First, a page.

Alchemy for crisis times: the inner critic as an ally

Staying at home, we get to talk with ourselves more than ever. The bigger the crisis, the more toxic our self-talk may get; affecting not just the current well-being, but also our future options. What to do?
My promise here: no affirmations, or fake positivity. I’ll talk about authenticity that reconnects rather than alienates.


Gift walks in nature: making sense when little makes sense

How to make the most out of your solo walks in this intense time? What if the walks can be nourishing well beyond the physical level – to offer answers to our deepest inquiries? What if outer nature can help us reconnect with our inner nature ...?
The implications of the coronavirus for our personal lives and social systems are so complex that they are impossible to comprehend with the rational mind. We need conceret practices to help us host big questions that are emerging now; to be in the unknown, and yet find some pillars on which to build the futures we desire.


Power of Positive Paraphrase in Group Process Facilitation

In south-east Europe, where passions run high about almost anything, intensity in a multi-stakeholder strategic dialogue can be huge. So is reliance on a father figure to show direction, provide answers, and intervene in conflicts. 

When one of the participants expresses a strong negative judgment about the topic, the others, or the process, electric tension lands in the group, and SOS glances are sent to the facilitator: ‘What are you going to do about it!?’


What it takes to have tough conversations

In a recent multi-stakeholder reflection workshop over a ‘failed’ project, a participant in the final check-out circle said: ‘I am still in almost a shock, and relieved at the same time, that we did not fight today – as we’ve done so many times in the past, over what happened.’

Hearing this, I was reminded again that the work of us process facilitators who work in intense environments is ultimately not about transforming conflicts into more harmony. It’s about re-claiming hope, and even joy, for calling in (tough) conversations.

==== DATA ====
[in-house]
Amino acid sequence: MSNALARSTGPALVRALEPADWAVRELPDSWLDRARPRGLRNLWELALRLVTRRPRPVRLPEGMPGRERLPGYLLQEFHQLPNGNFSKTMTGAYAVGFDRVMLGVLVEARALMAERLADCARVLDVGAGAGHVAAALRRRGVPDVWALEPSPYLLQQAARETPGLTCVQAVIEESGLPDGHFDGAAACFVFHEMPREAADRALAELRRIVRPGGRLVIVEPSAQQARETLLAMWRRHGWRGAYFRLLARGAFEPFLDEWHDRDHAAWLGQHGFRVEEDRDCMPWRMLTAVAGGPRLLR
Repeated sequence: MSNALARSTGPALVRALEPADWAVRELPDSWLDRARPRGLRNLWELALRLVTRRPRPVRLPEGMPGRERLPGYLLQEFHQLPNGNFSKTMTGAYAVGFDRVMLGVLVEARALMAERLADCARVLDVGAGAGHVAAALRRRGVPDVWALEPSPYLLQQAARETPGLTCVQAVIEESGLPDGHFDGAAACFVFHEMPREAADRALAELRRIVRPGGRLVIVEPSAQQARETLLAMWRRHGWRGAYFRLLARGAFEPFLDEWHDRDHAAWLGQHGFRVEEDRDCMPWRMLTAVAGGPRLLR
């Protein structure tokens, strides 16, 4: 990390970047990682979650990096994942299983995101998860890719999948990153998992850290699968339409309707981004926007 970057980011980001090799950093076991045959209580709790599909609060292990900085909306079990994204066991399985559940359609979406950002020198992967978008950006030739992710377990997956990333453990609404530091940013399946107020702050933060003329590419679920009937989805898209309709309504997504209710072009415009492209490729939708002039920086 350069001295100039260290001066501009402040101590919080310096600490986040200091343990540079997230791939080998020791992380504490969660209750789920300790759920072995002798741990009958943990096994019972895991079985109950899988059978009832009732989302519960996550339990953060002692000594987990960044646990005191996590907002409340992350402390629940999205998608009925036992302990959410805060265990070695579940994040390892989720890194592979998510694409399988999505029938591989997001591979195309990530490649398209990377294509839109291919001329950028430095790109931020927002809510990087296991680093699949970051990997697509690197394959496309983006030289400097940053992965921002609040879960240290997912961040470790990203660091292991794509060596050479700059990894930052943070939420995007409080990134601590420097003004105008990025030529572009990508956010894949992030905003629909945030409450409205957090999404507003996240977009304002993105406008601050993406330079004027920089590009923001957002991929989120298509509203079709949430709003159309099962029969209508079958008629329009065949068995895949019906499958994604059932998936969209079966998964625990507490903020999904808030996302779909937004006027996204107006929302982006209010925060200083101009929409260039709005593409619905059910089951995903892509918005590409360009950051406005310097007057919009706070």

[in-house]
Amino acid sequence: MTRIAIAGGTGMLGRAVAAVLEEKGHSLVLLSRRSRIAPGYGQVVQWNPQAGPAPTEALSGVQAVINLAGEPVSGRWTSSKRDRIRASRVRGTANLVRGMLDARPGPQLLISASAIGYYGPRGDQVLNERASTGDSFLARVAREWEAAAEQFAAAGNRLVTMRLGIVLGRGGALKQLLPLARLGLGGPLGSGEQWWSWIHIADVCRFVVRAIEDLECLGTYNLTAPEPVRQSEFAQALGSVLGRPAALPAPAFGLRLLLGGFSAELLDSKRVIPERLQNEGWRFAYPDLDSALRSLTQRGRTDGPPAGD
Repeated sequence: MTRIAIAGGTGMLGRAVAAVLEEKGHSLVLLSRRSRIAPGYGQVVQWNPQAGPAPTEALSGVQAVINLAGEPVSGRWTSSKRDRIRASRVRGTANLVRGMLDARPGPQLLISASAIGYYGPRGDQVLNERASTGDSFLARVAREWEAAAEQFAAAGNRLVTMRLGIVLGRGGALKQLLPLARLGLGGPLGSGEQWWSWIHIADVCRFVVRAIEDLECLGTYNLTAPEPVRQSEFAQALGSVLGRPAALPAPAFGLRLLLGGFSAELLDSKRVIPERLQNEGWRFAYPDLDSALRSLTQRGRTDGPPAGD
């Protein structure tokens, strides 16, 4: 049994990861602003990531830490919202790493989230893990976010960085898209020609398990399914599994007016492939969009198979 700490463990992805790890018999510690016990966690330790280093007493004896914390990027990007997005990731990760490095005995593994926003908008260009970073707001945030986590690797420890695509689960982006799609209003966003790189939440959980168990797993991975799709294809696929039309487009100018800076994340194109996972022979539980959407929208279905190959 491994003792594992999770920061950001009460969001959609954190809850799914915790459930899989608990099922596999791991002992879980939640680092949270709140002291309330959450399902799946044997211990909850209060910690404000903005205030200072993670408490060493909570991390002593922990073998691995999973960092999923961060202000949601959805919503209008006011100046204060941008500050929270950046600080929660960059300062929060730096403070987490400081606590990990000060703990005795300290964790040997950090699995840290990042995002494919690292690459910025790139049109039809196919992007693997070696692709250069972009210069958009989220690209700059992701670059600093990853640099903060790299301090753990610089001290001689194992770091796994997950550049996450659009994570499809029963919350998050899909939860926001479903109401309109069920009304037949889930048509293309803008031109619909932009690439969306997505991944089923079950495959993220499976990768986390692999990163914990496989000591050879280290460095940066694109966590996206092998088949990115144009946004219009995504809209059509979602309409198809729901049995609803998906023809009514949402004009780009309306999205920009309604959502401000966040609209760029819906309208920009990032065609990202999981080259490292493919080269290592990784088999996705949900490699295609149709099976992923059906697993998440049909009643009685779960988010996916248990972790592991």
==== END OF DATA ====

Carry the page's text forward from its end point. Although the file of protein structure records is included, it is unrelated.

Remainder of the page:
Assessed or blessed?

Years ago, I applied for the IAF Certified Professional Facilitator assessment. The procedure was a very Western one: written record of facilitation cases; client references; live facilitation simulation with assessors as clients and participants; interview before and after the facilitation gig. In this process, a moment of magic happened that woke me to the potential of elders’ blessings in our professional communities. Here’s the story.


Stane, it’s been an honour

I walked into the ki aikido dojo (martial arts training place) that Stane Kirbiš led in Ljubljana, Slovenia, two years ago; not knowing anyone, and in a very difficult period in my life during which I forgot how to laugh.
Soon I realised that the dojo that Stane had created was a place of deep embodied joy – as well as unexpected learnings for life.
Here are some of the lessons that I learned from Stane. Conveyed in my own words, they probably reflect more of what I heard rather than what was exactly said. Written within days after his untimely death, I hope they carry Stane’s spirit that will keep feeding us all.


Does authenticity help or hinder dialogue?

‘Be authentic!’ is a buzzword in these chaotic times. But what does it actually mean?
In my experience, there are at least three layers of authenticity; each with implications for the quality of connection, relationship, and collaboration.


Group facilitation between mastery and magic

During the appreciation circle that the organising team held after closing a 170-participant, multigenerational, week-long European Nonviolent Communication Festival, a long-time colleague said to me: “Your large group facilitation was beyond mastery; it had magical qualities.” My inner response: “Well, of course it’s magic – I cannot possibly facilitate such a large group on my own!”
I did not say anything loud at the time though. Later I realised that we rarely (if ever!) speak about the invisible realms of facilitating groups in complex contexts.


How did I make my work/marriage/life too small for me?

In a recent Clearness Committee process I facilitated – in which the committee members are invited to only ask widely open questions, without offering the slightest advice to the focus person in the centre -the focus person shared a challenge she was facing connected to a business project she helped develop. 
At some point during the circle process it dawned on me: it’s time for the ‘David Whyte question’: ‘How are you making this project too small for you?’


Sacred wound as opening to vocation

An old friend of mine recently asked me why do I do what do. This gift of a question opened an inquiry for me that led me to the depths of my soul, my shadow, and ultimately my mission in life.  
At an international conference in 2005, there was an offer of experiencing a “dialogue process” as one of the conference tracks. I just knew I had to be there.


How one person made a difference

This is a story about one courageous individual who almost incidentally landed in Slovenia back in 1989, and touched lives of many. It’s a story of how one humble person can make a difference not only to persons s/he meets, but to a whole system.



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